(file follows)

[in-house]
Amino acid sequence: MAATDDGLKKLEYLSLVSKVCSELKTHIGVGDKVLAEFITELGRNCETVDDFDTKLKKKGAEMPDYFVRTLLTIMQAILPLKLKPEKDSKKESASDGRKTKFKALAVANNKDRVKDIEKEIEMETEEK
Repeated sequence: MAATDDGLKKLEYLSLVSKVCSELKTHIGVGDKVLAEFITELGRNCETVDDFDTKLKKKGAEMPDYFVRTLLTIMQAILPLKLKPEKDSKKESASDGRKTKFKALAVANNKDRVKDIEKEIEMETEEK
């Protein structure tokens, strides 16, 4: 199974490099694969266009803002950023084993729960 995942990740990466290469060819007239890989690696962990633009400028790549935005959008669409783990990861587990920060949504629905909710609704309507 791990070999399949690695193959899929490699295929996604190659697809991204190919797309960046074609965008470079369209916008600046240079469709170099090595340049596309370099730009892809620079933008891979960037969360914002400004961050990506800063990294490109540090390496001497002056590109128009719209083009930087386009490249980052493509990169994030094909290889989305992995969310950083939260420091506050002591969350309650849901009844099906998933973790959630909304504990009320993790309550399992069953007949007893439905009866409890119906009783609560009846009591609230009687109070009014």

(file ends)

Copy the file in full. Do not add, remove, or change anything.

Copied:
[in-house]
Amino acid sequence: MAATDDGLKKLEYLSLVSKVCSELKTHIGVGDKVLAEFITELGRNCETVDDFDTKLKKKGAEMPDYFVRTLLTIMQAILPLKLKPEKDSKKESASDGRKTKFKALAVANNKDRVKDIEKEIEMETEEK
Repeated sequence: MAATDDGLKKLEYLSLVSKVCSELKTHIGVGDKVLAEFITELGRNCETVDDFDTKLKKKGAEMPDYFVRTLLTIMQAILPLKLKPEKDSKKESASDGRKTKFKALAVANNKDRVKDIEKEIEMETEEK
């Protein structure tokens, strides 16, 4: 199974490099694969266009803002950023084993729960 995942990740990466290469060819007239890989690696962990633009400028790549935005959008669409783990990861587990920060949504629905909710609704309507 791990070999399949690695193959899929490699295929996604190659697809991204190919797309960046074609965008470079369209916008600046240079469709170099090595340049596309370099730009892809620079933008891979960037969360914002400004961050990506800063990294490109540090390496001497002056590109128009719209083009930087386009490249980052493509990169994030094909290889989305992995969310950083939260420091506050002591969350309650849901009844099906998933973790959630909304504990009320993790309550399992069953007949007893439905009866409890119906009783609560009846009591609230009687109070009014």